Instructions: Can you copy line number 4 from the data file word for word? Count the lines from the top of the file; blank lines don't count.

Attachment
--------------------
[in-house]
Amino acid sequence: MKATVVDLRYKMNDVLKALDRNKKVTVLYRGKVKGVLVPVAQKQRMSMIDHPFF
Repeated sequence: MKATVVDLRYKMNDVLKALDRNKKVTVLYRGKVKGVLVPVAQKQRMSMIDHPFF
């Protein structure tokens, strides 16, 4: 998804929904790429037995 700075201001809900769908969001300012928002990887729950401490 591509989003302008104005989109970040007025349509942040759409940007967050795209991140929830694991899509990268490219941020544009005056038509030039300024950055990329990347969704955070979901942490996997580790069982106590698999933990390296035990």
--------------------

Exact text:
């Protein structure tokens, strides 16, 4: 998804929904790429037995 700075201001809900769908969001300012928002990887729950401490 591509989003302008104005989109970040007025349509942040759409940007967050795209991140929830694991899509990268490219941020544009005056038509030039300024950055990329990347969704955070979901942490996997580790069982106590698999933990390296035990």